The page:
- Constipation, without other symptoms, is not likely due to an underactive thyroid.
Inadequate thyroid hormone may cause constipation, but among all people with constipation, thyroid disease is rarely the cause.
As is true for most medical myths, there is some degree of truth to each of these. For example, even though there is little evidence that increased dietary fiber or increased exercise reliably improve constipation, some people do respond. And some people with prominent constipation do turn out to have hypothyroidism.
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An Action Plan
If these common concepts and recommendations about constipation are not supported by medical evidence, what's a constipated person to do?
Do the simple things that are safe, easy and might work. These include increasing dietary fiber, fluid intake and physical activity. Some people respond well to one or more of these, and you might be one of them. Using an over-the-counter laxative (such as Milk of Magnesia) or even an antacid that contains magnesium (as in Mylanta and many others) may be helpful.
If you don't improve, see your doctor for evaluation. A general check-up and review of your medications could lead to the discovery of a cause that is reversible.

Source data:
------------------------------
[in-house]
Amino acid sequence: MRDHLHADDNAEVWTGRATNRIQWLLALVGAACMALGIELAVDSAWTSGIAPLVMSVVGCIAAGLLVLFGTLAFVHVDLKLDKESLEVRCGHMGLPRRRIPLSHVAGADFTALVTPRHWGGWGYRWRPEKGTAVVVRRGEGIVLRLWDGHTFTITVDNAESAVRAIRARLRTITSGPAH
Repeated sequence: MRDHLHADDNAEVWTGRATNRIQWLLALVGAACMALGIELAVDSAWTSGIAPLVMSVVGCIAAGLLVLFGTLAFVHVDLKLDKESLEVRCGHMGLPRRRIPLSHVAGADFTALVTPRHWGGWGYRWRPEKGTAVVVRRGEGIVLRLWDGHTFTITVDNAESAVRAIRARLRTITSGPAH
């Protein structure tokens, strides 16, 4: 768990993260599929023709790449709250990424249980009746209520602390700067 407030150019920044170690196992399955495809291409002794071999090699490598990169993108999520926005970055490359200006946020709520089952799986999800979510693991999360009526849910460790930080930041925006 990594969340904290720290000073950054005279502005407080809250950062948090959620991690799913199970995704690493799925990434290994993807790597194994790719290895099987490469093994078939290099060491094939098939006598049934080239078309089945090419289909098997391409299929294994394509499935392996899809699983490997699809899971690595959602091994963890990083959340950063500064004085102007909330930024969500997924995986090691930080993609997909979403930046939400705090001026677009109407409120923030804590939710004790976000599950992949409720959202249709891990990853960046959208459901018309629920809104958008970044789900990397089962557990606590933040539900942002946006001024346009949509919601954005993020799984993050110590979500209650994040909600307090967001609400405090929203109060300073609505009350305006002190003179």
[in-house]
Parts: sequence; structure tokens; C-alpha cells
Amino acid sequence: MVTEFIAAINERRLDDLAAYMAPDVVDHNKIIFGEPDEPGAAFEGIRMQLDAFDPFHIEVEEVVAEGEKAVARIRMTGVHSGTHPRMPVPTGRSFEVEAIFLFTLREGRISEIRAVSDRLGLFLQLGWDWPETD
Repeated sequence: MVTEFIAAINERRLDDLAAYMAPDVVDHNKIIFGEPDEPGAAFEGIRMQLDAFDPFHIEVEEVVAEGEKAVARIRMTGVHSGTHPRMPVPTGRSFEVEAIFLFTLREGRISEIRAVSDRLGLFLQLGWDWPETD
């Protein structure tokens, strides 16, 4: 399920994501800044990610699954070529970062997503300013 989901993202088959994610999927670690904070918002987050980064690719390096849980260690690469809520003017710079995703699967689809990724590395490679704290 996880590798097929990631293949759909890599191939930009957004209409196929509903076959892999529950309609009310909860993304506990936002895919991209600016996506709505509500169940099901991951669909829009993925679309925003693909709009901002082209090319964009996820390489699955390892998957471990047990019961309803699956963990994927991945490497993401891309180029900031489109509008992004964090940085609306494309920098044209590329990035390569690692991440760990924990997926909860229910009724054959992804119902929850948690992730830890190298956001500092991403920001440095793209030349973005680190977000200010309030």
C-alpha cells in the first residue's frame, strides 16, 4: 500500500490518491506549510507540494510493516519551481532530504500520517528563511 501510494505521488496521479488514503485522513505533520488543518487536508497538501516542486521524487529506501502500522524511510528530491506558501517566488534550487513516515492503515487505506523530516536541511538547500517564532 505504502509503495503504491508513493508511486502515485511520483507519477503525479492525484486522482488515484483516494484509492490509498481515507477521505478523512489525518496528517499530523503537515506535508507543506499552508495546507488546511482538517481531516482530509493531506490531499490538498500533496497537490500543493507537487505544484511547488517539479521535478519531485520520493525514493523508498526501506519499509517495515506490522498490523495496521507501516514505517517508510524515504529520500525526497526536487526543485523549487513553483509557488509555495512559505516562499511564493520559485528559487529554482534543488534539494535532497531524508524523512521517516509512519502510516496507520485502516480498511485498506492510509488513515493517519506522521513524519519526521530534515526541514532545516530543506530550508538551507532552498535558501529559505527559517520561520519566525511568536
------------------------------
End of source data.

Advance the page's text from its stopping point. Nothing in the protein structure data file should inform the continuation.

Ask about the safety and advisability of laxatives, stool softeners and enemas. Each person's situation is slightly different, so the best person to discuss the risks and benefits of treatment with you is a physician familiar with your health status.
Constipation is a common and bothersome symptom. Much remains unknown and much of what has been considered true turns out to be only partly so or outright false.
When it comes to bowel movements, keep an open mind about what constitutes "normal." If your bowel movements aren't regular, frequent or easy to pass, your digestive tract may still be perfectly healthy. Don't expect instant relief from the common advice that may come your way just as the cause of constipation is uncertain in most cases, so is the cure.
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Robert H. Shmerling, M.D., is associate physician at Beth Israel Deaconess Medical Center and associate professor at Harvard Medical School. He has been a practicing rheumatologist for over 20 years at Beth Israel Deaconess Medical Center. He is an active teacher in the Internal Medicine Residency Program, serving as the Robinson Firm Chief. He is also a teacher in the Rheumatology Fellowship Program.